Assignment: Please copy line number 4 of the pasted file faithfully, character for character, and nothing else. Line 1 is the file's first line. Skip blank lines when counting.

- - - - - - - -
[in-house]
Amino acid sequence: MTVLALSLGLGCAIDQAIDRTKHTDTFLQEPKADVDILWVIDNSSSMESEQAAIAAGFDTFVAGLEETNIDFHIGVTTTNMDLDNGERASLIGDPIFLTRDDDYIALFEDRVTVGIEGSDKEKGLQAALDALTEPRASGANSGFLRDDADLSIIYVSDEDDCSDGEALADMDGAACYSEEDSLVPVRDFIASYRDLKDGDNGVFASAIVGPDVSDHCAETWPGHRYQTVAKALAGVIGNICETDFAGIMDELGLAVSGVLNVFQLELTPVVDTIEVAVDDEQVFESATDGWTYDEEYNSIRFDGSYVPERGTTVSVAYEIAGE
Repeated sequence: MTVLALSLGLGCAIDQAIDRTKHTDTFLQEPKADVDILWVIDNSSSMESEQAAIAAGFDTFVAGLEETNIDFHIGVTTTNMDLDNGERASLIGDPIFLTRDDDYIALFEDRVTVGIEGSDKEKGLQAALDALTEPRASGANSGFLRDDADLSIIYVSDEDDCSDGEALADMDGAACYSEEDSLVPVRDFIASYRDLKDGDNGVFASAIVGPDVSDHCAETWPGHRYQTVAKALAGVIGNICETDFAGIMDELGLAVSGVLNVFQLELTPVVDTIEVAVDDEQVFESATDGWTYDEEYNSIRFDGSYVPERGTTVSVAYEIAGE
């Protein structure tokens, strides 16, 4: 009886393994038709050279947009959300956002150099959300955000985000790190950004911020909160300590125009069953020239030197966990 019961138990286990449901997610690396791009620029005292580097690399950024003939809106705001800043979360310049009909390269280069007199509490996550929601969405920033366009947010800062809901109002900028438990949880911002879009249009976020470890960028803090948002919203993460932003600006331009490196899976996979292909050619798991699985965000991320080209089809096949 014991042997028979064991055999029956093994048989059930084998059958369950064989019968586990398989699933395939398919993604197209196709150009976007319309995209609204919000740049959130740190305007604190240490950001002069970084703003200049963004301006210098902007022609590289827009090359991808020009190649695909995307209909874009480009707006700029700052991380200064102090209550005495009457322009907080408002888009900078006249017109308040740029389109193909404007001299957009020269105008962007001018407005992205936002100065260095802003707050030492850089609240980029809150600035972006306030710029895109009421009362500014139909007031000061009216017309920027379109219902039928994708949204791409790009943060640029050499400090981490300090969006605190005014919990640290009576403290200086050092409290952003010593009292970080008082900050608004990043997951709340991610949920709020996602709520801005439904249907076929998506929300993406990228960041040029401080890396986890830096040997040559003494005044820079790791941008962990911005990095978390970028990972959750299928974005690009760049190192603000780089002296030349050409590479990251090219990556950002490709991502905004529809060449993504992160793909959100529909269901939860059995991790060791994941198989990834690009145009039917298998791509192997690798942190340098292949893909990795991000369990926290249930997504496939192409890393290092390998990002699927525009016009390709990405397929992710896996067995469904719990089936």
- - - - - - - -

């Protein structure tokens, strides 16, 4: 009886393994038709050279947009959300956002150099959300955000985000790190950004911020909160300590125009069953020239030197966990 019961138990286990449901997610690396791009620029005292580097690399950024003939809106705001800043979360310049009909390269280069007199509490996550929601969405920033366009947010800062809901109002900028438990949880911002879009249009976020470890960028803090948002919203993460932003600006331009490196899976996979292909050619798991699985965000991320080209089809096949 014991042997028979064991055999029956093994048989059930084998059958369950064989019968586990398989699933395939398919993604197209196709150009976007319309995209609204919000740049959130740190305007604190240490950001002069970084703003200049963004301006210098902007022609590289827009090359991808020009190649695909995307209909874009480009707006700029700052991380200064102090209550005495009457322009907080408002888009900078006249017109308040740029389109193909404007001299957009020269105008962007001018407005992205936002100065260095802003707050030492850089609240980029809150600035972006306030710029895109009421009362500014139909007031000061009216017309920027379109219902039928994708949204791409790009943060640029050499400090981490300090969006605190005014919990640290009576403290200086050092409290952003010593009292970080008082900050608004990043997951709340991610949920709020996602709520801005439904249907076929998506929300993406990228960041040029401080890396986890830096040997040559003494005044820079790791941008962990911005990095978390970028990972959750299928974005690009760049190192603000780089002296030349050409590479990251090219990556950002490709991502905004529809060449993504992160793909959100529909269901939860059995991790060791994941198989990834690009145009039917298998791509192997690798942190340098292949893909990795991000369990926290249930997504496939192409890393290092390998990002699927525009016009390709990405397929992710896996067995469904719990089936």